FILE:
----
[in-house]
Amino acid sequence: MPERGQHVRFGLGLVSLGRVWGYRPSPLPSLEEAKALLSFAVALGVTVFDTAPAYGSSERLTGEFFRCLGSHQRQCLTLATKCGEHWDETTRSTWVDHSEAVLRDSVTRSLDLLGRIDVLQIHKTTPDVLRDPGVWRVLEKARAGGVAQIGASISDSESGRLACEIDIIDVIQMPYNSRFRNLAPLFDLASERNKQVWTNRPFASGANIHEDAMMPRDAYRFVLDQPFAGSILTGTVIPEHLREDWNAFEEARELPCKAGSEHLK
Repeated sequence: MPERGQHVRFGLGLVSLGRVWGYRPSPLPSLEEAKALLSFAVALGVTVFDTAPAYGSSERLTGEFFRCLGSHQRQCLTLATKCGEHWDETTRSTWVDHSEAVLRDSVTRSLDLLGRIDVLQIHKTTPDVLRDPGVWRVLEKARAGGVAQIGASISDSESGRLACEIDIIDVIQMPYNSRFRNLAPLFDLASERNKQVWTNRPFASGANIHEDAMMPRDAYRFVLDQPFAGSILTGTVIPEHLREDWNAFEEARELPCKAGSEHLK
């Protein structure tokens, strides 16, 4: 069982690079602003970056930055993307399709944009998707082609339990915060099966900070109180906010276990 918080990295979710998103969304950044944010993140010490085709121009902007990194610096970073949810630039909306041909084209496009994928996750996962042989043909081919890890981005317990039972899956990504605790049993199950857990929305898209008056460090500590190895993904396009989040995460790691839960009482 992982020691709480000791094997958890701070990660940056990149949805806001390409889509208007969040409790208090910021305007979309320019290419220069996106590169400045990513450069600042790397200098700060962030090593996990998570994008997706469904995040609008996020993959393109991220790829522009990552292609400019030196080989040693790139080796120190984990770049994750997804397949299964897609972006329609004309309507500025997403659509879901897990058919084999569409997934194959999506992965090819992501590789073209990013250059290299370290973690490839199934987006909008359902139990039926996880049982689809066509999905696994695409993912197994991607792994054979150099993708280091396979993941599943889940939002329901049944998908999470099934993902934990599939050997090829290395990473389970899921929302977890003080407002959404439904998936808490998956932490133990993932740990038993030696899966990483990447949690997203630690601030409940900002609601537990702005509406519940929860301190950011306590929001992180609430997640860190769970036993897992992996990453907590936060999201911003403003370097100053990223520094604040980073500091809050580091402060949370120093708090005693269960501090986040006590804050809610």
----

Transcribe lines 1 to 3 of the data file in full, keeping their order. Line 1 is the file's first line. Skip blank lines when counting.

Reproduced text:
[in-house]
Amino acid sequence: MPERGQHVRFGLGLVSLGRVWGYRPSPLPSLEEAKALLSFAVALGVTVFDTAPAYGSSERLTGEFFRCLGSHQRQCLTLATKCGEHWDETTRSTWVDHSEAVLRDSVTRSLDLLGRIDVLQIHKTTPDVLRDPGVWRVLEKARAGGVAQIGASISDSESGRLACEIDIIDVIQMPYNSRFRNLAPLFDLASERNKQVWTNRPFASGANIHEDAMMPRDAYRFVLDQPFAGSILTGTVIPEHLREDWNAFEEARELPCKAGSEHLK
Repeated sequence: MPERGQHVRFGLGLVSLGRVWGYRPSPLPSLEEAKALLSFAVALGVTVFDTAPAYGSSERLTGEFFRCLGSHQRQCLTLATKCGEHWDETTRSTWVDHSEAVLRDSVTRSLDLLGRIDVLQIHKTTPDVLRDPGVWRVLEKARAGGVAQIGASISDSESGRLACEIDIIDVIQMPYNSRFRNLAPLFDLASERNKQVWTNRPFASGANIHEDAMMPRDAYRFVLDQPFAGSILTGTVIPEHLREDWNAFEEARELPCKAGSEHLK